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The Difference 50 Cents Made
 

For the Week of December 9, 2002
by Rubel Shelly

The letter appeared in the "Dear Abby" column that ran December 2 in our newspaper. You may have seen it about the same time in your own. Donna Masih called my attention to it, and I'm grateful. I think you'll see why very quickly.

Marilyn Irlbacher of Nashua, New Hampshire, wrote the advice columnist and related an event that took place when she was only eight years old. As she tells it, she was "living in a less-than-caring foster home and worried about the 50 cents I owed my school for several lost books." Unless the debt was paid in full, Marilyn would not get her fourth-grade report card.

When she was told that, she fled her school in tears. She didn't have the money. And the thought of asking her foster parents for it terrified her. As she ran down the street, she didn't see the tall stranger in her path until she ran into him.

Here's the rest of the story in her own words . . .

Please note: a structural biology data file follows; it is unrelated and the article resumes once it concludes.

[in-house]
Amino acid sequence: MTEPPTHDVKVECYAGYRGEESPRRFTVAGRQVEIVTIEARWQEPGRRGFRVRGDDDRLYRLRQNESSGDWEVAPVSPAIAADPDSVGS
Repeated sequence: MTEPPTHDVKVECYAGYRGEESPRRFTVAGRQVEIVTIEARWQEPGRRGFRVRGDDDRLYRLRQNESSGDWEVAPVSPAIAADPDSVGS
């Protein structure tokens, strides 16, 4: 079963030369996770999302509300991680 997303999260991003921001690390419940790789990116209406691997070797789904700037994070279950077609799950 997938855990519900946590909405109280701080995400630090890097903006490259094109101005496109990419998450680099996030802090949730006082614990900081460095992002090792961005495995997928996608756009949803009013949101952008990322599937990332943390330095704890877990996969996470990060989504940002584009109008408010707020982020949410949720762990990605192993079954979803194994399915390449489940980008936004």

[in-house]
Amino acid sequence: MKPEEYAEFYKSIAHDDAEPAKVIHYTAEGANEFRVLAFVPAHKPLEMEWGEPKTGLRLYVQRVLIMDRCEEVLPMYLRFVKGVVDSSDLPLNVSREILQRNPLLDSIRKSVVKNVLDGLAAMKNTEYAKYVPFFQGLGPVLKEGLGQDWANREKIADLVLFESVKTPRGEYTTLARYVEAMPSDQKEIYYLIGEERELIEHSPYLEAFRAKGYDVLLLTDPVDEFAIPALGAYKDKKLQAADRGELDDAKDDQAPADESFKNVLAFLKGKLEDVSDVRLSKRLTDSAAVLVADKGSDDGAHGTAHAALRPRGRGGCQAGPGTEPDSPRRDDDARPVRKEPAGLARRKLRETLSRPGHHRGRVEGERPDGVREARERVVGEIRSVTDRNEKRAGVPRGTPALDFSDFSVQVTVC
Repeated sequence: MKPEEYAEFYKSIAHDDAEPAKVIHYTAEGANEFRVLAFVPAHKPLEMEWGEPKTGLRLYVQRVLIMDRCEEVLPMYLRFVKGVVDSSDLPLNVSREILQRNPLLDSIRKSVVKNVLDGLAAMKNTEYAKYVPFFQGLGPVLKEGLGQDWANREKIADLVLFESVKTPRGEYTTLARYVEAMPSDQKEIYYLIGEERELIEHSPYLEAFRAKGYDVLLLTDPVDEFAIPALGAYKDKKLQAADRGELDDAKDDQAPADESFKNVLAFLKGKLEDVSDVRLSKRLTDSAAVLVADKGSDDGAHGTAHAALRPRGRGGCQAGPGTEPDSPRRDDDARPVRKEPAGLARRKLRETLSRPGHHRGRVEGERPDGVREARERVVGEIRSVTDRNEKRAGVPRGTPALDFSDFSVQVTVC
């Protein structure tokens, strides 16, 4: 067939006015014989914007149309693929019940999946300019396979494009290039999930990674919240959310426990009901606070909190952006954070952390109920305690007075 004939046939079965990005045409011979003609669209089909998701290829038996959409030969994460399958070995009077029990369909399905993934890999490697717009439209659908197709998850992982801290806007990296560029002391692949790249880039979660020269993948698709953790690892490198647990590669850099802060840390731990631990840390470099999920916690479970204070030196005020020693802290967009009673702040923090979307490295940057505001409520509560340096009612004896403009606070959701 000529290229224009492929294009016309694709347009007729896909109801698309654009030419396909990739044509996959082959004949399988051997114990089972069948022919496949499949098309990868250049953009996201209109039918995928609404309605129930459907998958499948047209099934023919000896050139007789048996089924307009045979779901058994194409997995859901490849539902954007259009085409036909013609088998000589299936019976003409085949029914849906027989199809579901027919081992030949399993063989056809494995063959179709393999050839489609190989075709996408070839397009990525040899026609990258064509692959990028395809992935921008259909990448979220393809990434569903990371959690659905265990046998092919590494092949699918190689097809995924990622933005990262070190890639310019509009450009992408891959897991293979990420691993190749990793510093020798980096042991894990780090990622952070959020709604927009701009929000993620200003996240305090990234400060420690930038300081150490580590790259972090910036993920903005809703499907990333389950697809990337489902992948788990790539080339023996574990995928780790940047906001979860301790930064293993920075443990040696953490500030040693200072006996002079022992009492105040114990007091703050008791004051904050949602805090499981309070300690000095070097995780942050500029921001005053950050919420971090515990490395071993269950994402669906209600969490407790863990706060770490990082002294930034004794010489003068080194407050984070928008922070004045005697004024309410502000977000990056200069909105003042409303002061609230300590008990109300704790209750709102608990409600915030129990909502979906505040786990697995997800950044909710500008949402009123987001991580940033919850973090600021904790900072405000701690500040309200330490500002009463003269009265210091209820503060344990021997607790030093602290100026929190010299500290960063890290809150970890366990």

"He asked me what was the matter, and I told him about the 50 cents. He reached into his pocket, took out two quarters, and in a kind voice said, ‘Things will be all right now.'

"Overjoyed to have the money, I paid for the books, got my report card, and shortly thereafter, my mother was able to take me back to live with her.

"The year was 1942; the world was at war. Our state of Florida was still in a depression, and that 50 cents was a lot of money in those days.

"Abby, to this day, every act of generosity I perform, every dime I give to a cause, is in honor of that man. I don't remember his face. I only recall his brown shoes, which I saw first when I ran into him. His kindness to a crying child made all the difference in my life."


I wrote recently about the "Seeds of Kindness" project. If you haven't read about it, please go to www.SeedsOfKindness.com soon. Stories are beginning to come in about the sort of no-strings-attached generosity it is intended to foster. Hundreds of people are using $100 bills to ease a little hurt and give a lot of hope. Marilyn Irlbacher's story illustrates the difference a personal touch makes.

Don't have a $100 bill to share? Then how about one hour of your time? A friend told me last week about using an evening to clean off the table, wash the dishes, and let his wife relax. When he revived her, she thought it was wonderful!

To show loving concern for others is to enter the very heart of God.



 

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